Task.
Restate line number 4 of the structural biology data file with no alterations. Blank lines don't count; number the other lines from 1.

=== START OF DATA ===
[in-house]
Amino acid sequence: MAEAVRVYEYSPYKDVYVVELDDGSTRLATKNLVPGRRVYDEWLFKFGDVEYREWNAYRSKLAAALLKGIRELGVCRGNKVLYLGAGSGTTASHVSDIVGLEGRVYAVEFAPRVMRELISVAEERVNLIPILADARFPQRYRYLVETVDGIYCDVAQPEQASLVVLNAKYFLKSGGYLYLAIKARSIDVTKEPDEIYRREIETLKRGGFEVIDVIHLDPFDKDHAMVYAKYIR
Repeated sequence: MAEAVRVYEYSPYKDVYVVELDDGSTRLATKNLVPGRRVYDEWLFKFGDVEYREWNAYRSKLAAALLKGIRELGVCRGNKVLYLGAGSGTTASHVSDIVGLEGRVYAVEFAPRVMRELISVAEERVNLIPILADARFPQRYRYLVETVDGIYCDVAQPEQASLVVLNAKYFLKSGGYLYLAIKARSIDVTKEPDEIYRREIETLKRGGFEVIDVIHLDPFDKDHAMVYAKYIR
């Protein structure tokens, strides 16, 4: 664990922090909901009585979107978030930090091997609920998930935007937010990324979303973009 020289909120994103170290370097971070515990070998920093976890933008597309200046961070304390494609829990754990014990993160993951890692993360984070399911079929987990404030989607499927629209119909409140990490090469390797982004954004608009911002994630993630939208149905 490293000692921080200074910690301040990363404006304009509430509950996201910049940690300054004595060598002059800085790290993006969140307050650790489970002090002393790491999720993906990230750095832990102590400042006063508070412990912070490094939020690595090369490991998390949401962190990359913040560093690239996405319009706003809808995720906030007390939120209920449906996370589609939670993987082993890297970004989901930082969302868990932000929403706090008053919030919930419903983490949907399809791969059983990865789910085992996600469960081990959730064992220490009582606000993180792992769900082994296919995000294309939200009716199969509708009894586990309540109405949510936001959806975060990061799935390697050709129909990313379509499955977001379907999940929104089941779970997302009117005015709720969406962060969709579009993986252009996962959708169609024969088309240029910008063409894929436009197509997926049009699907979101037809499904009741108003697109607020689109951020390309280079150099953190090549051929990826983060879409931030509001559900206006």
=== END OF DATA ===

């Protein structure tokens, strides 16, 4: 664990922090909901009585979107978030930090091997609920998930935007937010990324979303973009 020289909120994103170290370097971070515990070998920093976890933008597309200046961070304390494609829990754990014990993160993951890692993360984070399911079929987990404030989607499927629209119909409140990490090469390797982004954004608009911002994630993630939208149905 490293000692921080200074910690301040990363404006304009509430509950996201910049940690300054004595060598002059800085790290993006969140307050650790489970002090002393790491999720993906990230750095832990102590400042006063508070412990912070490094939020690595090369490991998390949401962190990359913040560093690239996405319009706003809808995720906030007390939120209920449906996370589609939670993987082993890297970004989901930082969302868990932000929403706090008053919030919930419903983490949907399809791969059983990865789910085992996600469960081990959730064992220490009582606000993180792992769900082994296919995000294309939200009716199969509708009894586990309540109405949510936001959806975060990061799935390697050709129909990313379509499955977001379907999940929104089941779970997302009117005015709720969406962060969709579009993986252009996962959708169609024969088309240029910008063409894929436009197509997926049009699907979101037809499904009741108003697109607020689109951020390309280079150099953190090549051929990826983060879409931030509001559900206006």